The county must shave $115 million off its next annual budget, he said.
"We're going to need the cooperation of labor unions or there is going to be a real blood-letting," Antonovich said.
A former state assemblyman now in his 30th year on the board, Antonovich called for the merging of two large state tax bureaucracies, the Franchise Tax Board and the Board of Equalization. Doing so would end "counterproductive" legislative term limits and reduce the Legislature to part-time status so it would not interfere with business growth, he argued.
States like Texas, he said, "roll out the red carpet, and what do we roll out? The red tape."
But Nancy Sidhu, chief economist with the Los Angeles Economic Development Corp., gave the audience hope for better days ahead. Economic indicators, from the number of cargo containers coming to the ports of Long Beach and Los Angeles to the number of commercials being filmed in Los Angeles, are up, she said.
Unemployment and construction, though, remain drags on the recovery.
"The direction is right, but the level of activity is still pretty awful," she said.
Hiring is unlikely to pick up soon, Sidhu said, as businesses seeing improvement will turn to part-time and temporary workers before adding permanent staff to their payrolls.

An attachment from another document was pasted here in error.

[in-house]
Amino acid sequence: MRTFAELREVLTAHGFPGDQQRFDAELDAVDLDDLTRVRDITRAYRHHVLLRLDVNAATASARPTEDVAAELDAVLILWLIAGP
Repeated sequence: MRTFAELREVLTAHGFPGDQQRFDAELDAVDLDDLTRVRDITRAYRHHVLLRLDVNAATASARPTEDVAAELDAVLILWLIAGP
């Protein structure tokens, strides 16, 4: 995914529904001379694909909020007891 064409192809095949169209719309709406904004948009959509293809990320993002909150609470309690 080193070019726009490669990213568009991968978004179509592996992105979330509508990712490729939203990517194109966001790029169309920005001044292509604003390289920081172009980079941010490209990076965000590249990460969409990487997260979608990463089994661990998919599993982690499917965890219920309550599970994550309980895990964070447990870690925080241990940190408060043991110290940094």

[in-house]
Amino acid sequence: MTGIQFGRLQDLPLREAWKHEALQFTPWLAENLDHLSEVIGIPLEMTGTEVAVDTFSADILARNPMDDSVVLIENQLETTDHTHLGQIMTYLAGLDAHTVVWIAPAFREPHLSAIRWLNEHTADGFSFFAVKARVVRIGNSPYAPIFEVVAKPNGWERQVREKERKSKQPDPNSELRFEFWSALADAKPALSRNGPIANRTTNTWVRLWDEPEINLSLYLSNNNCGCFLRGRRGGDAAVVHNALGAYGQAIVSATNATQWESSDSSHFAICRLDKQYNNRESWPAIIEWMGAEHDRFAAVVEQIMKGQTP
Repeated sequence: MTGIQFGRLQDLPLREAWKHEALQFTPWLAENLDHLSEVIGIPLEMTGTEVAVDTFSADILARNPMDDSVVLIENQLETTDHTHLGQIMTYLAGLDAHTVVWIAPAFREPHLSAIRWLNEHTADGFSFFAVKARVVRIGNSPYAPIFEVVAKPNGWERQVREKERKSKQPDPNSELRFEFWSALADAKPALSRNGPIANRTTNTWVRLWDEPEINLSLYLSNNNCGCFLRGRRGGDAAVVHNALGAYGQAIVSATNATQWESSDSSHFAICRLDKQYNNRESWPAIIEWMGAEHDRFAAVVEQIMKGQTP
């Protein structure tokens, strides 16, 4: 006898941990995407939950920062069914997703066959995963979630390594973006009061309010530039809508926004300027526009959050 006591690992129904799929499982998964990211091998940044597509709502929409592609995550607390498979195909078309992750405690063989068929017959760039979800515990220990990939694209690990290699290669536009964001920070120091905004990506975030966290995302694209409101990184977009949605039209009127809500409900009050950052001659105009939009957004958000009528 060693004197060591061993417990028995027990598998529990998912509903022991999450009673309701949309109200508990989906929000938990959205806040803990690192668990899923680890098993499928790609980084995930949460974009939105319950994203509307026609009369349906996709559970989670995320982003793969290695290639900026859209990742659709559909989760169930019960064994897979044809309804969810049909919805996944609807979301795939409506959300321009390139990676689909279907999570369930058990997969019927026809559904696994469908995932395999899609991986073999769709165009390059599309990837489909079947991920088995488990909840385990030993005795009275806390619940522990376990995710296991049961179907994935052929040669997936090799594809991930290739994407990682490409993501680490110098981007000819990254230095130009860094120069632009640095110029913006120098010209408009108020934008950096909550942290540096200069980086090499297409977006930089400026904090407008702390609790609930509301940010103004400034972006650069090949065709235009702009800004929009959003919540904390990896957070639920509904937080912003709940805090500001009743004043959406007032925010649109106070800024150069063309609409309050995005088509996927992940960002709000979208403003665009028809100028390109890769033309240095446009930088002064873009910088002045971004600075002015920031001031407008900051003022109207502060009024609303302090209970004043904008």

"To those of you who are students getting ready to join the workforce, get ready to be persistent," she said.
But Sidhu said the gloom of recent weeks regarding slower economic growth and waning consumer confidence was misleading.
The recovery will be uneven, she said, but retail has stabilized and will begin coming back later this year.
"Consumers say they feel terrible," she noted. "But they are spending."
The entertainment sector is the shining light in Los Angeles County, Sidhu said.
She credited recently enacted state tax incentives for film production for part of the boom, as well as a return to production of TV commercials and pilots.
"If there is one big winner, it is the motion picture business," she said.